Dangers of Alcohol and Energy Drinks

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Most people realize that mixing alcohol and energy drinks is not a good idea. However, they don’t usually recognize just how dangerous it can be. The more research that is done in regards to alcohol and energy drinks, the more we understand the toxic relationship between the two.

Let’s discuss the most current research on mixed beverages and why researchers are concerned for the safety and well-being of young and underage drinkers.

Mixing Drinks is Linked to Risky, Reckless Behavior

On its own, drinking too much alcohol can lead to reckless behavior, alcohol poisoning or death. Energy drinks have their own share of problems, ranging from too much caffeine and sugar and the addition of ingredients like taurine.

According to research published in the online journal Nutrition Reviews, combining alcohol and energy drinks is much riskier than drinking alcohol alone. Consumption of mixed beverages among young drinkers, compared to alcohol straight, is associated with higher rates of binge drinking, impaired driving, risky sexual behavior and a risk for alcohol dependence.

Another meta-analysis of 13 studies published in the Journal of Studies on Alcohol and Drugs concluded that people who mix energy drinks and alcohol have a higher risk of injury from car accidents and fights compared to those who drink alcohol alone. Underage drinkers who mix their beverages also have double the risk of committing or experiencing sexual assault compared to young people who drink alcohol straight.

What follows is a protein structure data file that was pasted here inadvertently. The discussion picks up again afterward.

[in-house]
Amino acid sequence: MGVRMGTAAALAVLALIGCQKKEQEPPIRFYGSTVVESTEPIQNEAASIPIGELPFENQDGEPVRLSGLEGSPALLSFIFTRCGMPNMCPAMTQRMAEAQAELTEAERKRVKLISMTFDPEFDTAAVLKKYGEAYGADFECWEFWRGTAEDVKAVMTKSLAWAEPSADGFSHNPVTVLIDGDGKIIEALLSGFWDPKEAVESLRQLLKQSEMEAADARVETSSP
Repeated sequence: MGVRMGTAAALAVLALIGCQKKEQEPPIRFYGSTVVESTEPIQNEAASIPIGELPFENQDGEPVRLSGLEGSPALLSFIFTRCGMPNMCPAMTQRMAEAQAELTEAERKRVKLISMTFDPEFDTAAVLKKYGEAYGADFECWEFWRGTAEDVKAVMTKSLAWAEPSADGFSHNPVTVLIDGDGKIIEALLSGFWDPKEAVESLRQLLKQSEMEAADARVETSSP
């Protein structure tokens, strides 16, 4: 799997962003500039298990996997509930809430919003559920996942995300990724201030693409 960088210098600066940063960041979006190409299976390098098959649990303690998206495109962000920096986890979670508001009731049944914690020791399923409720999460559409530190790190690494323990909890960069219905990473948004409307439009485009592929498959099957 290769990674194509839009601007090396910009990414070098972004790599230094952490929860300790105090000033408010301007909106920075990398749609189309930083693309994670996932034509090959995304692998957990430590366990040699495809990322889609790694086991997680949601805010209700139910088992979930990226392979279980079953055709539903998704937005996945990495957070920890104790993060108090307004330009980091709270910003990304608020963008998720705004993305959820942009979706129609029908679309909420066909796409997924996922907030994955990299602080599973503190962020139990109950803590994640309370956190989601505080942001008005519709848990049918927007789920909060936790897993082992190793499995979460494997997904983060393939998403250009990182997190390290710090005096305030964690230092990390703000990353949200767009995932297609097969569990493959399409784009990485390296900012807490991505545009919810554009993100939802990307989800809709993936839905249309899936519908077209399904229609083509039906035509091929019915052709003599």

Combining Energy Drinks and Alcohol Has Psychological Effects, Too

Researchers are also discovering that there are psychological effects to consider when mixing alcohol and energy drinks. An experiment was conducted by INSEAD Business School, the University of British Columbia and the University of Michigan and published in the Journal of Consumer Psychology. What researchers found was incredible. People who drink mixed beverages feel stronger effects of intoxication.

In the experiment, 154 young men were given the same drink but with different ingredients: Red Bull and vodka, vodka cocktail or fruit juice cocktail. Participants who drank what they believed to be Red Bull and vodka were more likely to feel intoxicated. This goes against the belief that mixing energy drinks with alcohol could mask the effects. However, what concerns researchers is that these beliefs could somehow encourage risky or reckless behavior.

Conclusion

There is nothing good about drinking energy drinks. They are loaded with caffeine, sugar and other ingredients and marketed to children and teens. When combined with alcohol, the dangers for risky behavior and health complications skyrocket. With no nutritional value and a wide range of effects, energy drinks should be avoided at all costs and never mixed with alcohol.